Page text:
First batch of Taiwanese guava lands in US

13 tons of fruit will be available in supermarkets throughout the West Coast

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First batch of Taiwanese guava arrives in US. 

First batch of Taiwanese guava arrives in US.  (CNA photo)

TAIPEI (Taiwan News) — The first batch of Taiwanese guava exported to the United States has arrived after a ferry trip of more than 20 days, and the 13 tons of fruit will be available at supermarkets throughout the West Coast during the Lunar New Year holiday.

On Wednesday (Jan. 22), Taiwan’s Representative Office in Los Angeles invited U.S. officials and lawmakers, as well as envoys in the U.S. from Switzerland, Guatemala, and the Czech Republic, to take part in the “container-opening” ceremony at the base of Jan Fruits, Inc, the exporter of the guava, reported CNA.

Lin Li-fang (林麗芳), head of the newly established agricultural division of the Taipei Economic and Cultural Representative Office (TECRO) in Washington, described the ceremony to welcome the guava as taking 10 minutes, while preliminary preparations might have taken 10 years.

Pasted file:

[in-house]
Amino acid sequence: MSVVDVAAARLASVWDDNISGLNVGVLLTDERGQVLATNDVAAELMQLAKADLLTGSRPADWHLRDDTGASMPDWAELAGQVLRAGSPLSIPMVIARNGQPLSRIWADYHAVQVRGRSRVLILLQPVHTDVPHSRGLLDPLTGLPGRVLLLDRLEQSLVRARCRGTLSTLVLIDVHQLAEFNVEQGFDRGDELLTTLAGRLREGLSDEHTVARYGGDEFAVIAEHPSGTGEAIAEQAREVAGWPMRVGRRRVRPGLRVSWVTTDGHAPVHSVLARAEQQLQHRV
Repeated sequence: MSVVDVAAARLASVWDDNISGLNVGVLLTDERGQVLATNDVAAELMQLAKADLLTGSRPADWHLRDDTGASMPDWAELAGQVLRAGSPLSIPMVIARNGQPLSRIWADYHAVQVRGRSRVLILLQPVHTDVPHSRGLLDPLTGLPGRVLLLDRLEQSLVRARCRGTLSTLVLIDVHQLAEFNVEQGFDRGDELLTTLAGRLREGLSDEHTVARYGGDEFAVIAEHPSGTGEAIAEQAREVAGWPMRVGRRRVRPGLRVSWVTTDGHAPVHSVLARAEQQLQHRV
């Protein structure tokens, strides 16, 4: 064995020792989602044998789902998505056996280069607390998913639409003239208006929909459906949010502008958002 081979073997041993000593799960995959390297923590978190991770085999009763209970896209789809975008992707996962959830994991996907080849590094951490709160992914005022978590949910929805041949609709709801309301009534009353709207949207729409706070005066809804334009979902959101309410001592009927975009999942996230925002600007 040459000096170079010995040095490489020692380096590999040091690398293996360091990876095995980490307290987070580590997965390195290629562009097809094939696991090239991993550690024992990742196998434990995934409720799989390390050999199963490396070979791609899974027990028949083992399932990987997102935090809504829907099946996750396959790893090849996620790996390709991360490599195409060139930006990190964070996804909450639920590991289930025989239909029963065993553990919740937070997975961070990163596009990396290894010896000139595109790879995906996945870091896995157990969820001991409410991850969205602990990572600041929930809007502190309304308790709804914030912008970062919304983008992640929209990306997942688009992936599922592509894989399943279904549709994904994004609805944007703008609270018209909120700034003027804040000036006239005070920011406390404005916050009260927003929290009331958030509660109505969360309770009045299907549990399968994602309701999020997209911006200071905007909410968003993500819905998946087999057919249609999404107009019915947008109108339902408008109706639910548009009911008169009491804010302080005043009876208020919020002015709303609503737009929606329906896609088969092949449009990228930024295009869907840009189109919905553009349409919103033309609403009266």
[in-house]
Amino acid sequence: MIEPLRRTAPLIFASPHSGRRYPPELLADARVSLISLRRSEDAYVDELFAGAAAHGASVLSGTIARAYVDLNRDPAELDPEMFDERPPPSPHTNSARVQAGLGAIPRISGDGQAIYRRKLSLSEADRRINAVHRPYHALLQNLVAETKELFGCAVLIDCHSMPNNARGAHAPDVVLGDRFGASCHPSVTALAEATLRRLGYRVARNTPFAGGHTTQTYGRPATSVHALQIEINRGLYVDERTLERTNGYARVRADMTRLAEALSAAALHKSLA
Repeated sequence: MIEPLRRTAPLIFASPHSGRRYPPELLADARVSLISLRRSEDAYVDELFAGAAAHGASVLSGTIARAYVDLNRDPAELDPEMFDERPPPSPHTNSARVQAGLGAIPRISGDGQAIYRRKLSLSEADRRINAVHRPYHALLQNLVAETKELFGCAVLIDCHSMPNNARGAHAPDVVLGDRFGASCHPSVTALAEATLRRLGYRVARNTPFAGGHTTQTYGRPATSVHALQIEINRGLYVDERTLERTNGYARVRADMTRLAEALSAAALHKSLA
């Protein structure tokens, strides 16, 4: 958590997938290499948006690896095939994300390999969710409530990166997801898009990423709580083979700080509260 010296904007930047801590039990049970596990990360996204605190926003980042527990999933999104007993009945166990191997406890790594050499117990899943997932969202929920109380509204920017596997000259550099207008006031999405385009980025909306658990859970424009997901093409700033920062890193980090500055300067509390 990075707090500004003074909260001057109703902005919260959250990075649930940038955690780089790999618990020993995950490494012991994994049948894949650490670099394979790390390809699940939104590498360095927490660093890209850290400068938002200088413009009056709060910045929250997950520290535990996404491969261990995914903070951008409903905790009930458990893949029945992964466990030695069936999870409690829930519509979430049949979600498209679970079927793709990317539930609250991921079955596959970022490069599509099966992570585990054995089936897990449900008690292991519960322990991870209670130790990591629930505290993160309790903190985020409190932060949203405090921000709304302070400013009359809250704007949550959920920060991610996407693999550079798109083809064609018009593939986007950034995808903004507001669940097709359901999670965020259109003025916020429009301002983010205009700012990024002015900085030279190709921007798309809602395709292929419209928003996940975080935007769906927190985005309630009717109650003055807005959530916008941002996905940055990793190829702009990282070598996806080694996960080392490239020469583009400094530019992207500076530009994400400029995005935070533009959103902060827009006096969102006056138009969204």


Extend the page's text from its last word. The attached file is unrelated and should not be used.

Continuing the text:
The guava became the fifth Taiwanese fruit to enter the American market, following lychees, carambolas, longans, and mangoes, said Lin. She added that the export of each Taiwanese fruit required long-term negotiations between the two nations.

Taiwan was given the green light to sell its guava in the U.S. last October, making it the second country to achieve that after Mexico.

Andrew Edlefsen, a senior official at the U.S. Department of Commerce, recalled that he used to have guava almost every day while he was living in Taiwan. Bilateral trade between Taiwan and the U.S. reached US$95 billion in 2018, said Edlefsen, adding that he looked forward to seeing the bilateral relationship develop further.

Franz Gehrig, a senior official at the Consulate General of Switzerland in L.A., expressed his amazement at the Taiwanese fruit. “We know that now Taiwan’s agricultural industry is also very competitive in addition to its high-tech and electronic products," said Gehrig, adding that he hoped that one day, tasty Taiwanese fruit like guava will be available in Switzerland.